From the minute a client signs on, your key to success is to keep yourself hired. Stay hired by enough clients for a long period of time and you’ll do well.

How can you stay hired? From the minute you meet a prospect, consistently execute these points that differentiate advisors who stay hired for long periods of time from those who get fired sooner than later.

Be Attractive. The evolutionary function of “attractiveness” is to pull people toward you, so from the first second you meet a prospect, make yourself attractive to them by being your “physical best.” Few of us have movie star looks, but studies show that in that first blink, physical appearances influence how people judge you. Then, proceed to make yourself likable. Do so by showing a good sense of humor, listening to your clients and exhibiting a confident posture. When was the last time you told a client a joke?

Demonstrate Expertise. In early times, nobody went to the town fool for advice. The more a client perceives you as “expert,” the more likely they are to continue to seek your advice. From meeting one, let your client know your qualifications and show them on your wall, desk, cards, emails and other business correspondences. When you update your training by attending a tax or social security professional seminar, let your clients know.  

Keep Expectations Realistic. Expectations are akin to “mental bets,” probabilities that specific future events will or will not occur. A client follows your advice because he or she is betting on what you say will come to be: Advisors keep their clients happy by meeting or exceeding their expectations. The caveat is that in order to do so, client expectations must be realistic—that means your skill more likely than not will determine your results. Thus, from the day you are hired, identify your client’s financial expectations to see whether or not you can perform accordingly.

Many advisors make a fatal mistake: They tell the client they can meet their “unrealistic” expectations, usually because they want the client’s business. When these expectations are unmet, the client experiences disappointment and anger; Trust declines and the advisor is often terminated. Take some time to assess the expectations of your clients. What data are you using to determine if you can meet them?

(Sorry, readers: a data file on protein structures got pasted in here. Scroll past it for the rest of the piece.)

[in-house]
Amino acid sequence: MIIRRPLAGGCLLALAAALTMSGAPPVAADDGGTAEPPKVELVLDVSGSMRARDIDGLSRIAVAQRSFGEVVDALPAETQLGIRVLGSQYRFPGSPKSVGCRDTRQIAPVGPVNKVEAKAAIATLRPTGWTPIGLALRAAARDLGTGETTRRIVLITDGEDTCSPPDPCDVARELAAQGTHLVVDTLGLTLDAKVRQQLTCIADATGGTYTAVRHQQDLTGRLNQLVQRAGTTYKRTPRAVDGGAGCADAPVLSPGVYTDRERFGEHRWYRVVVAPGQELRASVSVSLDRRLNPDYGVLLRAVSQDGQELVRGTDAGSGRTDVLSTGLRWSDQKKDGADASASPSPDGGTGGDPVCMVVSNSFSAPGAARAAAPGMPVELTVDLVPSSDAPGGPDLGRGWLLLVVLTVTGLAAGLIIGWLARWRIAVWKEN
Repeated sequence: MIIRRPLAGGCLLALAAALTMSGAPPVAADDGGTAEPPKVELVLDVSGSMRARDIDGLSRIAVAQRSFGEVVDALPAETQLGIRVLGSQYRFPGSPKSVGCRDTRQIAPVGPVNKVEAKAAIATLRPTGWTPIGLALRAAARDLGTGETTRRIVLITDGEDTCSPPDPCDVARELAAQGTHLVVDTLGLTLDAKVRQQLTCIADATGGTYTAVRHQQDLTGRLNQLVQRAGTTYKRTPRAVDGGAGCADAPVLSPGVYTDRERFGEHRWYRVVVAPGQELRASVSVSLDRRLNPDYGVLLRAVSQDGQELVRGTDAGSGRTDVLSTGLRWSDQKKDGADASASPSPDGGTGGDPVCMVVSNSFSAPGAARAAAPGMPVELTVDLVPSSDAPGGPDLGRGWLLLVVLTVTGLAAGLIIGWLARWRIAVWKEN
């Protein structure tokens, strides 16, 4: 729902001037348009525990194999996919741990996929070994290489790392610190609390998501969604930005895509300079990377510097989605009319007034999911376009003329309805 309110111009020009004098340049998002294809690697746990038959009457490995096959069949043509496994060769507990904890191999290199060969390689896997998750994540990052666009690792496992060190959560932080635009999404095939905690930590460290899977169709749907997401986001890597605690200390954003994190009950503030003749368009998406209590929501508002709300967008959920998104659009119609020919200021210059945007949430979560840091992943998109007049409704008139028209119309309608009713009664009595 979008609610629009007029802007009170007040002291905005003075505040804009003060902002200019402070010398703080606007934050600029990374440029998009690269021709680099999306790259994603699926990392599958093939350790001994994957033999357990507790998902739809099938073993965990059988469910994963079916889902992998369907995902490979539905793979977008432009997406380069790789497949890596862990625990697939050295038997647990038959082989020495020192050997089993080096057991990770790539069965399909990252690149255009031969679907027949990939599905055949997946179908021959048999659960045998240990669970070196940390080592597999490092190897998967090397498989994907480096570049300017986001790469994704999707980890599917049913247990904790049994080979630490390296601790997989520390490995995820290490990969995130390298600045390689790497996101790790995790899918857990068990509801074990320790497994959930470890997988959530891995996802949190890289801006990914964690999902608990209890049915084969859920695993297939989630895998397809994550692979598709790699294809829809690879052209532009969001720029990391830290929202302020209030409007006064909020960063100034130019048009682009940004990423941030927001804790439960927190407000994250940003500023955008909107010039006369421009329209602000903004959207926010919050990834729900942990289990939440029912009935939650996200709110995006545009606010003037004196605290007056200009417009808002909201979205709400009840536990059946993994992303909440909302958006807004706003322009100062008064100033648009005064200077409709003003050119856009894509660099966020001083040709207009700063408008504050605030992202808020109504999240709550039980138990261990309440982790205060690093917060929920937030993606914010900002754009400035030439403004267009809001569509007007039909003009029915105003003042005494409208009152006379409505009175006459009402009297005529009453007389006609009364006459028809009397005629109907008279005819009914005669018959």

Keep in mind that expectations are best kept fluid. Two years ago, data might have suggested that your client is realistic in expecting a six percent return. Today, that might be unrealistic. Thus, keep your client informed about the changing reality of their financial expectations and how it impacts achieving their financial goals. In other words, clients don’t like surprises.

Frequent Communication. How often do you speak with your clients? If you want stay hired, I suggest you do it frequently. Most advisors are reluctant to give their clients bad news or for that matter, to take the time to give a “status quo” call. Advisors who stay hired communicate often and thus stay “connected” with their clients. 

Frequent communication also provides you with the opportunity to practice relationship stabilizers: reiterate realistic expectations; review progress report for financial goals; explain rationale for maintaining or adjusting financial strategy; listen to client's needs; and be likable. Take note: Emails do not take the place of phone calls.